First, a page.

Seattle Tech Companies to Work for in 2018

Seattle and its surrounding area is the second largest tech hub in the United States. This Pacific Northwest region is home to Amazon and Microsoft, and hosts many Silicon Valley and San Francisco-based companies like Facebook, LinkedIn, and Salesforce. Engineers and product managers will sometimes jump between the Bay Area and Seattle for new job opportunities, and it’s not uncommon to find our users looking for trending Seattle tech companies to work for.

When it comes to working in the tech industry, there is a common belief that the best employers are the tech giants. It’s true that these companies pay well and give amazing perks, but for those who prefer to work outside of FAANG and the established companies, there is no shortage of great employers in Seattle. Here’s a look at just five small and mid-size companies that are growing big in the rainy city, and receiving good reviews from its employees too.

 

Rover

Rover provides the nation’s largest network of pet sitters and dog walkers, with over 200,000 sitters across more than 10,000 cities. Using Rover’s site, pet owners can discover, book, and manage personalized care for their dogs. While Rover is well-known as a pet care business, it also identifies as a technology company that develops tools to make pet care safe, easy, and affordable. The company was founded in 2011 by venture capitalist Greg Gottesman and developer Phil Kimmey. The startup has raised over $310 million in its lifetime and acquired one of its largest competitors, DogVacay, last year.

Rover.com | ReKy33: “Salary seems good when comparing to other startups, work life balance is good, very low turnover, on call less than once every 6 mos, dogs in the office, people are nice and smart. Only potential pitfalls: promotions are once a year, so if you get hired at the wrong time of year or want a promotion quick, tough, and they’re growing their tech team really rapidly.”

 

Remitly

Remitly is a mobile payments service that lets people transfer money internationally without the forms, agents, and fees that come with the traditional money transfer process. Money can be sent from 15 countries in North America, Europe, and Australia to 24 countries, including Ethiopia, India, Vietnam, and El Salvador. The company raised $115 million last year (the biggest funding round among Pacific Northwest startups in 2017) and is backed by industry-leading investors including, PayU, Stripes Group, DFJ, DN Capital, QED Investors, Bezos Expeditions, Tomorrow Ventures, among others.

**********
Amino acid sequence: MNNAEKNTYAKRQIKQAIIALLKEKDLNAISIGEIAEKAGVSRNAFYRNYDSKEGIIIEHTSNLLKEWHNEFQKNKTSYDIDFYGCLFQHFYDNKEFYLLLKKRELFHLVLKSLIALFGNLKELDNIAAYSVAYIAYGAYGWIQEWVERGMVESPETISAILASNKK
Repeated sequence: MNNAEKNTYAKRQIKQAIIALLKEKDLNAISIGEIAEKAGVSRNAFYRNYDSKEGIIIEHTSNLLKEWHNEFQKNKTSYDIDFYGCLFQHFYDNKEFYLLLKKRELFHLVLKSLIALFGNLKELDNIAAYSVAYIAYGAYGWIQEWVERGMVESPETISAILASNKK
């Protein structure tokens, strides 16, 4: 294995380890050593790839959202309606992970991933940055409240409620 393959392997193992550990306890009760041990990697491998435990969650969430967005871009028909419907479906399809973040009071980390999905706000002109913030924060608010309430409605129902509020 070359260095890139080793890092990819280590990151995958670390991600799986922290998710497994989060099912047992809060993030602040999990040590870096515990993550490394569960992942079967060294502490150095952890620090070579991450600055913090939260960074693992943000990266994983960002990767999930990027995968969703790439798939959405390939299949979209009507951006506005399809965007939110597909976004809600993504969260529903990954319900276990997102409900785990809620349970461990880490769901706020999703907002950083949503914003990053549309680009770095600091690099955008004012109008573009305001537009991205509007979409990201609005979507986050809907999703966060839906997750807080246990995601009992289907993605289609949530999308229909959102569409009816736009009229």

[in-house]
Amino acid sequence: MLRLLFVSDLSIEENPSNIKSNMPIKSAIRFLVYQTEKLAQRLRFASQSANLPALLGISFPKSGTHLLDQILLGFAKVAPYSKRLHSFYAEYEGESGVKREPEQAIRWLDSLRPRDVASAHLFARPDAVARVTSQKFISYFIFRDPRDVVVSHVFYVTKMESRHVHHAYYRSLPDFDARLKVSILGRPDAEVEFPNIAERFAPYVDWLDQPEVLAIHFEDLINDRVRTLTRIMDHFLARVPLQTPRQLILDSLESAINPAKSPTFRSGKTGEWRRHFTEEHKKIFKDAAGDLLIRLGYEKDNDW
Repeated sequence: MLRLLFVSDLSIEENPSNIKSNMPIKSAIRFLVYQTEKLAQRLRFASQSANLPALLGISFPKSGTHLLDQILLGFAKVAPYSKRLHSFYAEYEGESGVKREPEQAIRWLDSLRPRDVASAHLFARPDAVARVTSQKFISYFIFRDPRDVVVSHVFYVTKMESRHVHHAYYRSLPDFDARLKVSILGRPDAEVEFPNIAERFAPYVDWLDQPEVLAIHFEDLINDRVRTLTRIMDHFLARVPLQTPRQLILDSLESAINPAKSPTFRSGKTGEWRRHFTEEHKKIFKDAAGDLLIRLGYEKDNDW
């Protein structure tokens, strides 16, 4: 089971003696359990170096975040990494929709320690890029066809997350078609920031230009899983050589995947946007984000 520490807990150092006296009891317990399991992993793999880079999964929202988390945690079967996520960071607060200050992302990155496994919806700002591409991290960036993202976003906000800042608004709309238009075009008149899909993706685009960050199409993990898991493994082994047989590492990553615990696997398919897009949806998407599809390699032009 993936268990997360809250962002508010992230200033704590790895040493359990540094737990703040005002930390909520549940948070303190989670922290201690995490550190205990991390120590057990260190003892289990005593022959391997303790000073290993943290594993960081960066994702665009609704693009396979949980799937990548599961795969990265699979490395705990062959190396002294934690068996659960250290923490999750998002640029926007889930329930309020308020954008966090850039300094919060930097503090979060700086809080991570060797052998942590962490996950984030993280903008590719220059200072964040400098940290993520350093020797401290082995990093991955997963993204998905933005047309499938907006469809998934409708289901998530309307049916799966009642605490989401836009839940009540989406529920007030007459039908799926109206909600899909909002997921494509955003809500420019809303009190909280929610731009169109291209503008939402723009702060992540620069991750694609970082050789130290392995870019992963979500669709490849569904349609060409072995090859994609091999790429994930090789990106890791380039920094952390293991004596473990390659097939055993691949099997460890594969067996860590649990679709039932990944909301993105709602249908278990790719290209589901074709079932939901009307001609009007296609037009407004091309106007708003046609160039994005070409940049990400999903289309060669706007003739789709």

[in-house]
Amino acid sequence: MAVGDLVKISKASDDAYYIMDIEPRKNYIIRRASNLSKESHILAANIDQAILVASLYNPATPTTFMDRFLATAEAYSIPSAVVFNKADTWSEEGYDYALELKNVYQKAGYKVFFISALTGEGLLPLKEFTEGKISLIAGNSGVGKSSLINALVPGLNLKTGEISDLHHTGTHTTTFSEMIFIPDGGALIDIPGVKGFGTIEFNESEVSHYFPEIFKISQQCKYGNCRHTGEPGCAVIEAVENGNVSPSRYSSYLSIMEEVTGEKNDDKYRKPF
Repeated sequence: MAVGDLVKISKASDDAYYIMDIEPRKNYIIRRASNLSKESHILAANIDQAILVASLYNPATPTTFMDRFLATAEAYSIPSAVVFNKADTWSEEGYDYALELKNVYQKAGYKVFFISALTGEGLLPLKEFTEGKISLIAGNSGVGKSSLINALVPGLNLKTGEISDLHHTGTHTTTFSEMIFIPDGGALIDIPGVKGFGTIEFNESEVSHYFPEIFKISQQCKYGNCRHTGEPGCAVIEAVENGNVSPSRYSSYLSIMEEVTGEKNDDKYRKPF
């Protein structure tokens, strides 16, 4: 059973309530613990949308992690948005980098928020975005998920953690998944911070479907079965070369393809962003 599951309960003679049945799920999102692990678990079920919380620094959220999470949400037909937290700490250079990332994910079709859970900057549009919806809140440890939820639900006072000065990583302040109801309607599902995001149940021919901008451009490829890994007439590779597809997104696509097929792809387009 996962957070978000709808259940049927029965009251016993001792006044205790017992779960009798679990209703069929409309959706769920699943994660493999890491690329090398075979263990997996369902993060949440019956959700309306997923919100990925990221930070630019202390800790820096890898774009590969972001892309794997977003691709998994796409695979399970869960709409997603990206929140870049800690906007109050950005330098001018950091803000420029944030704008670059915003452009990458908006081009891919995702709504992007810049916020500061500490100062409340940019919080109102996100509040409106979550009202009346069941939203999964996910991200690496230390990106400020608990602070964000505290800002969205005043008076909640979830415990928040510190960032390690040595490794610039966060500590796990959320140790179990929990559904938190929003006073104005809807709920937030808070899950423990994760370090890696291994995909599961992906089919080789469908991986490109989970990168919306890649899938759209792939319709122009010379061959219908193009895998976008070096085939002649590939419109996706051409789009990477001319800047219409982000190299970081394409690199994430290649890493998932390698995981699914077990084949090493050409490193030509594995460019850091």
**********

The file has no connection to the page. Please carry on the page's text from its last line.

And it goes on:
Outreach

Outreach is a sales software automation company that helps clients like Pandora, Cloudera, and Zillow to automate and streamline communication with customers. Clients can even integrate the Outreach sales software with existing tools, including Gmail, Salesforce, and LinkedIn Sales Navigator. Outreach has raised $125 million since it was founded in 2013. Their most recent funding round of $65 million was led by Spark Capital this past May.

 

Smartsheet

Smartsheet is a cloud-based platform that helps companies manage large-scale projects by allowing employees to collaborate, plan, track, automate, and report on tasks. Hilton, NBC Universal, Netflix, and Sony are just some of the companies that use the software. Smartsheet was named in Forbes’ 2017 list of hottest cloud computing companies and went public this past April. The company is headquartered in Bellevue, a suburb of Seattle.

 

Blue Origin

Founded by Amazon CEO Jeff Bezos, Blue Origin is a private aerospace company headquartered near Seattle in Kent, Washington. The company is developing technologies to lower the cost of spaceflight and eventually enable space tourism. Bezos has even proposed plans for establishing a colony on the moon with the help of NASA. Engineers at Blue Origin have the opportunity to help build the future of space exploration, and according to one Reddit user, they get to maintain work-life balance in the process.

Blue Origin | INT_21h: “Our managers are mature enough to realize that 40+ hour weeks just burn people out. We’ll crunch to support a test operation or a launch, but never without reason and with the acknowledgement that productivity will be a little lower as we recover after the crunch. The idea is to work smarter not harder and automate away as much busy work as possible.”

 

Featured Image: Liesl Matthies | CC BY-SA 3.0

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